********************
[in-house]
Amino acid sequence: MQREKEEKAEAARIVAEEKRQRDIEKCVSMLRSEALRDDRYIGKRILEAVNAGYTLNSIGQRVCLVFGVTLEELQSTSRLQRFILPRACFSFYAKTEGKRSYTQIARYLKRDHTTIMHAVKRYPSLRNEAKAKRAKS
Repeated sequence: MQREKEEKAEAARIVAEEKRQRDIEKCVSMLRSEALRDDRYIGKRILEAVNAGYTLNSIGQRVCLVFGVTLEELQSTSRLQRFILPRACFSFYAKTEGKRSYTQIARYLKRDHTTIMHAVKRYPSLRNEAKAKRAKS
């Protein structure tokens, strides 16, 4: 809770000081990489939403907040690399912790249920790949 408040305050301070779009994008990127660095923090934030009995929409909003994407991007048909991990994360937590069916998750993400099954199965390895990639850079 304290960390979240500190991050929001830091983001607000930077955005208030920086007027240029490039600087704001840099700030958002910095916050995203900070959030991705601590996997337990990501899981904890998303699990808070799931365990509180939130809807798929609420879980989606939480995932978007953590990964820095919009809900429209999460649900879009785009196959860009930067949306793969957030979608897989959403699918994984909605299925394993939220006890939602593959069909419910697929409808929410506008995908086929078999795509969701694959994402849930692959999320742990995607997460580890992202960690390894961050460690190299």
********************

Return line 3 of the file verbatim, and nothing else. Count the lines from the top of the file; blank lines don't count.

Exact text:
Repeated sequence: MQREKEEKAEAARIVAEEKRQRDIEKCVSMLRSEALRDDRYIGKRILEAVNAGYTLNSIGQRVCLVFGVTLEELQSTSRLQRFILPRACFSFYAKTEGKRSYTQIARYLKRDHTTIMHAVKRYPSLRNEAKAKRAKS